Bassel El-Rayes, MD, Professor and Vice Chair for Clinical Research, Department of Hematology and Medical Oncology, Associate Director for Clinical Research, and Director of the Gastrointestinal Oncology Program Winship Cancer Institute of Emory University
Q:You have just received a new patient, referred to you from Macon, GA. She is a 52 year old white woman in good general health who is 3 months post op from a left hemi-colectomy for a grade 3 adenocarcinoma with extension through muscle but not through the serosa. Three of 15 lymph nodes were positive for cancer. She did not receive post-op radiation or chemotherapy. No molecular testing of the tumor was performed. She now presents with a single 3 cm mass in the liver discovered by CT scan. How will you manage her care?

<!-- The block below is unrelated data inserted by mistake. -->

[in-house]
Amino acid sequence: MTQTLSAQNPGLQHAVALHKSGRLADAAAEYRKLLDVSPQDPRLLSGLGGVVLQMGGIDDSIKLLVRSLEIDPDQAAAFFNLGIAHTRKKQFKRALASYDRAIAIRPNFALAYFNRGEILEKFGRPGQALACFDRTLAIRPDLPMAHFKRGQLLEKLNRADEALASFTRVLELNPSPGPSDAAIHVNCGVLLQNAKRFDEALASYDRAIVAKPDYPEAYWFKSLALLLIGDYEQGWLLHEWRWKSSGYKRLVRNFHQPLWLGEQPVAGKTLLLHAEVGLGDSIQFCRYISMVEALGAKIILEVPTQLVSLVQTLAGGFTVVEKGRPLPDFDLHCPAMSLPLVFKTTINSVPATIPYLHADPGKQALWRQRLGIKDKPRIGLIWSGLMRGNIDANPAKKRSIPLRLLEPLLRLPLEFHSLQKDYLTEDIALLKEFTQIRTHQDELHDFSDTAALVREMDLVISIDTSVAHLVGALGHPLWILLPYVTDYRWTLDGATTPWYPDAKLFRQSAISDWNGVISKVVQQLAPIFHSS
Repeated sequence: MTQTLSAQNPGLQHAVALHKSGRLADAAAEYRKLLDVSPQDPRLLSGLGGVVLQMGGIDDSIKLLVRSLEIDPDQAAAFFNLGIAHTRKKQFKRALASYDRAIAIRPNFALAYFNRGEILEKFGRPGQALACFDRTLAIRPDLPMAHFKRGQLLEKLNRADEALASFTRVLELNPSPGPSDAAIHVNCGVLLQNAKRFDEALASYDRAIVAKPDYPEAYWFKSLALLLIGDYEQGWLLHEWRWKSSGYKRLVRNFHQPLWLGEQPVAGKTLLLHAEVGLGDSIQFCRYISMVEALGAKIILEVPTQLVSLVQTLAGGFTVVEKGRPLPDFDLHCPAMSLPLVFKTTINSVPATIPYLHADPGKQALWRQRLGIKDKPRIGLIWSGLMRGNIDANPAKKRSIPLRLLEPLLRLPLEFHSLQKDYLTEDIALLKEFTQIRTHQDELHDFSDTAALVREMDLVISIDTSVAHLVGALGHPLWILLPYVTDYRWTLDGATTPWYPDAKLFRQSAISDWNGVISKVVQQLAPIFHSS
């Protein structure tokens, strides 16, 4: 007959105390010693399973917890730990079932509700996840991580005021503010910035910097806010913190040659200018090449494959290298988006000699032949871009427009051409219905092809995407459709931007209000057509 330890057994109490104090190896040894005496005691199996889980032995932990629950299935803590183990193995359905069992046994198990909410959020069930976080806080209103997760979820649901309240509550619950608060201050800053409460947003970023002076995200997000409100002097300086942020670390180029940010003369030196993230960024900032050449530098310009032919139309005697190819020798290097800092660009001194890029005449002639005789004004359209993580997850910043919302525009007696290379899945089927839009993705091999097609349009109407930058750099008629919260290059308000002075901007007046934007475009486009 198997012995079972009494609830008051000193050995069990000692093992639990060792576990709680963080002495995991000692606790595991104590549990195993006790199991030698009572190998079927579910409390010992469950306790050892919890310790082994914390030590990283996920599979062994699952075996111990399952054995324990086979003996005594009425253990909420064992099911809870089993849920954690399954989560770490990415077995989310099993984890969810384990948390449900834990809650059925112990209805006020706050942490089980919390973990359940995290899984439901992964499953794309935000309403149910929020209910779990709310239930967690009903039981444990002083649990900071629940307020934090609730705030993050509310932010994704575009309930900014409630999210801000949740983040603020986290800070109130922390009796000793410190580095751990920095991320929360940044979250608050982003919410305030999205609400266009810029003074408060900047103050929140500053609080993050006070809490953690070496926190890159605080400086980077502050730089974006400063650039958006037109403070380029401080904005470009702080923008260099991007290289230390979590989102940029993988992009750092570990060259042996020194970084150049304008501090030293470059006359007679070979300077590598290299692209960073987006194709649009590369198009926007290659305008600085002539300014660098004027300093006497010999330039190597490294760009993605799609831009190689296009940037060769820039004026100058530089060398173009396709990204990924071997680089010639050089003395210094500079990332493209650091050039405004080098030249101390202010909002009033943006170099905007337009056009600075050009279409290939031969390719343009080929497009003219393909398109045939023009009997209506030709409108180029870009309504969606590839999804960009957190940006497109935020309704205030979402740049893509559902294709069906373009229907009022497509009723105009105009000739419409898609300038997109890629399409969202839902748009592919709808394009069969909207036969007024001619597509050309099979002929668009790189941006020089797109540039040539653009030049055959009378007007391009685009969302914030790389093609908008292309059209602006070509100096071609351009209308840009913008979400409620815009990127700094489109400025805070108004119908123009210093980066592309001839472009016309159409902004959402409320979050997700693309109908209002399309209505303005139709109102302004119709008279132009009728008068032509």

A:This 52-year-old patient presents with a solitary liver lesion 3 months after resection of a stage III colon primary. If all her other staging is negative, my first question is do we proceed directly to surgery or should we try chemotherapy first? The short interval between the original cancer and the recurrence makes the case to use chemotherapy upfront followed by surgery. FOLFOX would be the chemotherapy of choice. The biologic agent may be influenced by the molecular profile of the tumor specifically RAS mutational status and MSI. Furthermore, knowing the BRAF mutational status may provide valuable information regarding prognosis. For these reasons, I would obtain a genomic profiling of the tumor. I would administer 2 to 3 months of chemotherapy and then obtain re-staging scans. My overall objective would be to complete roughly 6 months of therapy and follow that by surgical resection or ablation of the liver lesion.
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